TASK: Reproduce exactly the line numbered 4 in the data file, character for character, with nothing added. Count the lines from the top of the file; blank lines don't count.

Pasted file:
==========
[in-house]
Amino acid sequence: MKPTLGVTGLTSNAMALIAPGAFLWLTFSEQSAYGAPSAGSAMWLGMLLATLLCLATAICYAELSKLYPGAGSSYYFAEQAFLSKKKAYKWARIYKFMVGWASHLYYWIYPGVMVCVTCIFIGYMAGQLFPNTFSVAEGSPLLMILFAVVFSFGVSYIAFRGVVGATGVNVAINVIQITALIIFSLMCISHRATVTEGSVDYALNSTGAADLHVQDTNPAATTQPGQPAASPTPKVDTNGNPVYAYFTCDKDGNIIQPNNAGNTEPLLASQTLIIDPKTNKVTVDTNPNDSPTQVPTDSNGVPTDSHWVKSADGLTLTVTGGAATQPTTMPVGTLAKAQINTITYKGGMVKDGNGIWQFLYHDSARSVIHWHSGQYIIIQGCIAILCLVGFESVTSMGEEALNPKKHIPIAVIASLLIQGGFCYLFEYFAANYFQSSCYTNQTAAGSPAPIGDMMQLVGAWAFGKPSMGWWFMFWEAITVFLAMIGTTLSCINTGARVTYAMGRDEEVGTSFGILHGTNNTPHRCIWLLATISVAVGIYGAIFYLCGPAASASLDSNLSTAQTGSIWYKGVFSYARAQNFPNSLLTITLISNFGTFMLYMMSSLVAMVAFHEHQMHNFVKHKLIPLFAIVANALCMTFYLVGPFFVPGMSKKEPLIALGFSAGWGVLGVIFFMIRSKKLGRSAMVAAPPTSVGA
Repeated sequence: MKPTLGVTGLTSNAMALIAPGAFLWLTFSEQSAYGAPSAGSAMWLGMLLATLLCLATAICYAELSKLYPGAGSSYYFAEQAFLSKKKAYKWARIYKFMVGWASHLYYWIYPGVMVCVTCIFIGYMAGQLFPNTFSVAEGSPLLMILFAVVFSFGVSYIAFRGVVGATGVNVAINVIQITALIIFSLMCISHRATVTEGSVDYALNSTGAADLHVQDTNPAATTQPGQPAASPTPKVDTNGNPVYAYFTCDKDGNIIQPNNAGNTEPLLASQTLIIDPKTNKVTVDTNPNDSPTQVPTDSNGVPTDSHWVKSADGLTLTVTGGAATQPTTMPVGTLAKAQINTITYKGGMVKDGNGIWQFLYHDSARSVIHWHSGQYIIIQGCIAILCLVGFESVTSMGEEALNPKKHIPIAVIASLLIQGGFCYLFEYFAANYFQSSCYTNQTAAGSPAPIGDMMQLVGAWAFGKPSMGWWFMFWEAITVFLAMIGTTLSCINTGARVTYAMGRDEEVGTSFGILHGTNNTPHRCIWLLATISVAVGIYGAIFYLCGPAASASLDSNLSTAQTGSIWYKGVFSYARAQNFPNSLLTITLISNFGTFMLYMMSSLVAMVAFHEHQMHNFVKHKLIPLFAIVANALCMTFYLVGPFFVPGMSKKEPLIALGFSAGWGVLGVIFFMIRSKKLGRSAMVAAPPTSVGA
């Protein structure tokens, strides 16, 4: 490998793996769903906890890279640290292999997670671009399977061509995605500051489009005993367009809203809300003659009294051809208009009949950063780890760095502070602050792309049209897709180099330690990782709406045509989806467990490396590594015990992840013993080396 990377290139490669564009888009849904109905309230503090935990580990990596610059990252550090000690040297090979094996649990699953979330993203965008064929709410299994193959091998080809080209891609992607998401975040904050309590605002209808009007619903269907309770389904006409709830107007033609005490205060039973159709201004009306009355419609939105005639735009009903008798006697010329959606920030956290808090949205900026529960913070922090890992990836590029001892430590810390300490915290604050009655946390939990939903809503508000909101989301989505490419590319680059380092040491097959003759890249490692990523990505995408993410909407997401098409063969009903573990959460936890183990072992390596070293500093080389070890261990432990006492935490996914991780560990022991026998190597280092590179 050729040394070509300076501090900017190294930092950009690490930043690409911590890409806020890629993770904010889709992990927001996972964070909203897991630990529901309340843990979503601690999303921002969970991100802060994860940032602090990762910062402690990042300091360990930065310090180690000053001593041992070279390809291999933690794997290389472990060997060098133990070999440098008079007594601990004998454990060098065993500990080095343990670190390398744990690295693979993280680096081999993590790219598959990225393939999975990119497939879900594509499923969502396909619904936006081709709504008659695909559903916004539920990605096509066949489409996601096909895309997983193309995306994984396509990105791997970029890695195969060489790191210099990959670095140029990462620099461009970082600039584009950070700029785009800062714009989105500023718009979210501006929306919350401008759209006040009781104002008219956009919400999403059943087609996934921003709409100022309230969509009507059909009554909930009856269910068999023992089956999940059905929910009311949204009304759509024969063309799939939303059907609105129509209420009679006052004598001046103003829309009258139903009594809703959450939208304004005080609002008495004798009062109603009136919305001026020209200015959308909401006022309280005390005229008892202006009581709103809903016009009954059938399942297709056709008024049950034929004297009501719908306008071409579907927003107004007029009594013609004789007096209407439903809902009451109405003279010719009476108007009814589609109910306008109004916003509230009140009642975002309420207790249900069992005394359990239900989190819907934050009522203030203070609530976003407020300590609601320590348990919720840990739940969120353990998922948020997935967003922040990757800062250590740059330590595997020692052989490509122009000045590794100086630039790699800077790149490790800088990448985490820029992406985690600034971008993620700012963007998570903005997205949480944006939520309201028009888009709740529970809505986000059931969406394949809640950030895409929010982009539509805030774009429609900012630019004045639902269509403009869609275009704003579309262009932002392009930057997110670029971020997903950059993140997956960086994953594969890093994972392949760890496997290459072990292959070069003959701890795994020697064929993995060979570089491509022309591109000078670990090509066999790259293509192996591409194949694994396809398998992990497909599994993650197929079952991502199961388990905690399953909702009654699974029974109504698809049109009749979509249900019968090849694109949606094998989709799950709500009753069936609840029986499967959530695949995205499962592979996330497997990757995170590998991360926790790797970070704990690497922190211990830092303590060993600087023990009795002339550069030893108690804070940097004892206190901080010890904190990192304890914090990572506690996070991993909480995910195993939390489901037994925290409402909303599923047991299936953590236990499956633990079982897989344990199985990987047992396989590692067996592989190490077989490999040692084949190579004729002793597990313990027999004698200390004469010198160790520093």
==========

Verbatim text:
């Protein structure tokens, strides 16, 4: 490998793996769903906890890279640290292999997670671009399977061509995605500051489009005993367009809203809300003659009294051809208009009949950063780890760095502070602050792309049209897709180099330690990782709406045509989806467990490396590594015990992840013993080396 990377290139490669564009888009849904109905309230503090935990580990990596610059990252550090000690040297090979094996649990699953979330993203965008064929709410299994193959091998080809080209891609992607998401975040904050309590605002209808009007619903269907309770389904006409709830107007033609005490205060039973159709201004009306009355419609939105005639735009009903008798006697010329959606920030956290808090949205900026529960913070922090890992990836590029001892430590810390300490915290604050009655946390939990939903809503508000909101989301989505490419590319680059380092040491097959003759890249490692990523990505995408993410909407997401098409063969009903573990959460936890183990072992390596070293500093080389070890261990432990006492935490996914991780560990022991026998190597280092590179 050729040394070509300076501090900017190294930092950009690490930043690409911590890409806020890629993770904010889709992990927001996972964070909203897991630990529901309340843990979503601690999303921002969970991100802060994860940032602090990762910062402690990042300091360990930065310090180690000053001593041992070279390809291999933690794997290389472990060997060098133990070999440098008079007594601990004998454990060098065993500990080095343990670190390398744990690295693979993280680096081999993590790219598959990225393939999975990119497939879900594509499923969502396909619904936006081709709504008659695909559903916004539920990605096509066949489409996601096909895309997983193309995306994984396509990105791997970029890695195969060489790191210099990959670095140029990462620099461009970082600039584009950070700029785009800062714009989105500023718009979210501006929306919350401008759209006040009781104002008219956009919400999403059943087609996934921003709409100022309230969509009507059909009554909930009856269910068999023992089956999940059905929910009311949204009304759509024969063309799939939303059907609105129509209420009679006052004598001046103003829309009258139903009594809703959450939208304004005080609002008495004798009062109603009136919305001026020209200015959308909401006022309280005390005229008892202006009581709103809903016009009954059938399942297709056709008024049950034929004297009501719908306008071409579907927003107004007029009594013609004789007096209407439903809902009451109405003279010719009476108007009814589609109910306008109004916003509230009140009642975002309420207790249900069992005394359990239900989190819907934050009522203030203070609530976003407020300590609601320590348990919720840990739940969120353990998922948020997935967003922040990757800062250590740059330590595997020692052989490509122009000045590794100086630039790699800077790149490790800088990448985490820029992406985690600034971008993620700012963007998570903005997205949480944006939520309201028009888009709740529970809505986000059931969406394949809640950030895409929010982009539509805030774009429609900012630019004045639902269509403009869609275009704003579309262009932002392009930057997110670029971020997903950059993140997956960086994953594969890093994972392949760890496997290459072990292959070069003959701890795994020697064929993995060979570089491509022309591109000078670990090509066999790259293509192996591409194949694994396809398998992990497909599994993650197929079952991502199961388990905690399953909702009654699974029974109504698809049109009749979509249900019968090849694109949606094998989709799950709500009753069936609840029986499967959530695949995205499962592979996330497997990757995170590998991360926790790797970070704990690497922190211990830092303590060993600087023990009795002339550069030893108690804070940097004892206190901080010890904190990192304890914090990572506690996070991993909480995910195993939390489901037994925290409402909303599923047991299936953590236990499956633990079982897989344990199985990987047992396989590692067996592989190490077989490999040692084949190579004729002793597990313990027999004698200390004469010198160790520093």